Malayo pa ba ang Mataguisi? (Is Mataguisi still far?)
Malayo pa po. Doon… (It is still far, there…)
We asked a middle aged woman walking with her child along the deserted dirt road somewhere between the town center of Pudtol and our destination, Barangay Mataguisi, where we were to visit a church ruin.
It was my first time to set foot in Apayao, my 79th Philippine province I’ve visited and, while we were traveling with my buddy, Eric, in northern Luzon during Holy Week 2012, decided to finally make the detour and take photos of the church ruins in Pudtol. But I have no idea of the distance, of the remoteness of this heritage site, remnant of the Dominican’s evangelization centuries ago.
Our hired tricycle was loaded with our things: backpack, camera gear, tripod but the problem was, our driver didn’t know where the place really is but with prodding and, probably his want for an income, he agreed. The dilapidated structures at Junction Luna gave way to vast ricefields and communities as we motored to the town of Pudtol. There, we asked for directions at the police station and was just told its near.
We headed to the direction of Barangay Mataguisi. Way past cemented and beautiful roads with wide open spaces dedicated to rice, to hilly contours and ascents filled with vegetation along dirt roads. Past winding rivers and bridges and hamlets. The scenery is just so beautiful and with the slight drizzle that happened, everything was glistening and colors were saturated.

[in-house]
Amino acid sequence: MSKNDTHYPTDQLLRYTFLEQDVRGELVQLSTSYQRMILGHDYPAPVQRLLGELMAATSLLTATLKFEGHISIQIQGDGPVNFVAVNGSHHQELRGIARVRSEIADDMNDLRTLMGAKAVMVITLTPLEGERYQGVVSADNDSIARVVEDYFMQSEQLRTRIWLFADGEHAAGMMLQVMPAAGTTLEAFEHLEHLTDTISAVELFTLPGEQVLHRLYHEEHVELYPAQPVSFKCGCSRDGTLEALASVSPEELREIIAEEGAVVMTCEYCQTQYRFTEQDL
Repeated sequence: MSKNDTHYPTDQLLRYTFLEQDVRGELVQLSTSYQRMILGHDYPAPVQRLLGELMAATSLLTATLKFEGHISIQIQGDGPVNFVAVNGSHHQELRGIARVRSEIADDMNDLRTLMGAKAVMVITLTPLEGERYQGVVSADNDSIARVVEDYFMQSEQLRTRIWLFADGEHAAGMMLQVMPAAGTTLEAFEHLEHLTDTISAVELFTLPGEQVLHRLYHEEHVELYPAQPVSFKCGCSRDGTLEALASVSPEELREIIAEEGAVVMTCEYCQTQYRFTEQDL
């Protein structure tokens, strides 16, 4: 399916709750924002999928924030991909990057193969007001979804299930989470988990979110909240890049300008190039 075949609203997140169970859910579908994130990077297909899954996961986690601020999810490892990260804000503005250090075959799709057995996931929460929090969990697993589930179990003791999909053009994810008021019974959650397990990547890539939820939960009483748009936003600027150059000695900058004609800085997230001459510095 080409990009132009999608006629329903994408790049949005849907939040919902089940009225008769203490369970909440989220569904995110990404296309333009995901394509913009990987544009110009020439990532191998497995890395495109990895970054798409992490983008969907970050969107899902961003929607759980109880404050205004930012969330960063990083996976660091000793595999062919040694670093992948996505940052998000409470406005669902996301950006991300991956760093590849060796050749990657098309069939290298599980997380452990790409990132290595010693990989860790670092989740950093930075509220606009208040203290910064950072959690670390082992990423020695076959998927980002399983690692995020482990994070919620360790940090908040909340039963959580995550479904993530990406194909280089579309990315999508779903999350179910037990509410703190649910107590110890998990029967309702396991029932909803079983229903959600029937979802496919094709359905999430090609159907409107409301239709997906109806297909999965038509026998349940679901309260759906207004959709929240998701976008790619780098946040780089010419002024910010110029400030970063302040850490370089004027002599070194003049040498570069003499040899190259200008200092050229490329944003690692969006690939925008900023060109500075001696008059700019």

Since we hired a tricycle for this trip and had no idea of the condition of the roads, we sometimes have to go down and push the vehicle up steep inclines, or, to balance and distribute the load, I have to sit and try to move my weight to the front part. In places where there were road development, we went down, and walked while the tricycle motored to a better section.
Distance in the provinces is relative. Five kilometers went past and it seems people we asked by the wayside always say, ah, there, its just near. We just saw the 10 kilometer marker, 15 and eventually 20 kilometers.
Such was our travel, tiring, uncertain but at the same time, we were enjoying the sense of adventure, the discovery. The disappointment of people’s answers and how it took us just added to the expectation and excitement. We were into the unknown. Where each curve and bend in the road slowly led us to our destination.
Mataguisi na po ito… (This is Mataguisi)
When we heard that, our heart raced. At last! we’re in this barangay! It was 22 kilometers from the town center and 42 kilometers from Junction Luna where we started our journey.
After getting lost, for a few meters, we went back, asked and registered at the police office and walked the few meters to the ruins.
It’s a small church ruin made from mamposteria (rubble and stones), a good way to tell its age which is usually around late 17th to 18th century and typical of mission areas. The construction is just simple, with a triangular pediment and an almost undecipherable bas relief.
After taking shots of the ruins and the area (for a post in my church blog, simbahan.net), at just less than an hour since we arrived, we started to hie off back to Junction Luna as we still have to be at Gonzaga, another municipality of Cagayan where we intend to spend the last few nights.
We missed our lunch, we missed our appointment but the experience we had in search of Mataguisi’s church ruin was just so memorable. Nevermind the hardships and uncertainty. It was well worth it.
There are two church ruins in Pudtol, Apayao. One at Barangay Mataguisi, this one, and the other at the Pudtol town center just beside the church. If you don’t have your own vehicle, tricycles are available for hire. For this trip, the initial agreement was P400 for a trip from Junction Luna to Pudtol town proper. But since it took us several hours over rough and difficult roads, I gave the driver P800 including tip.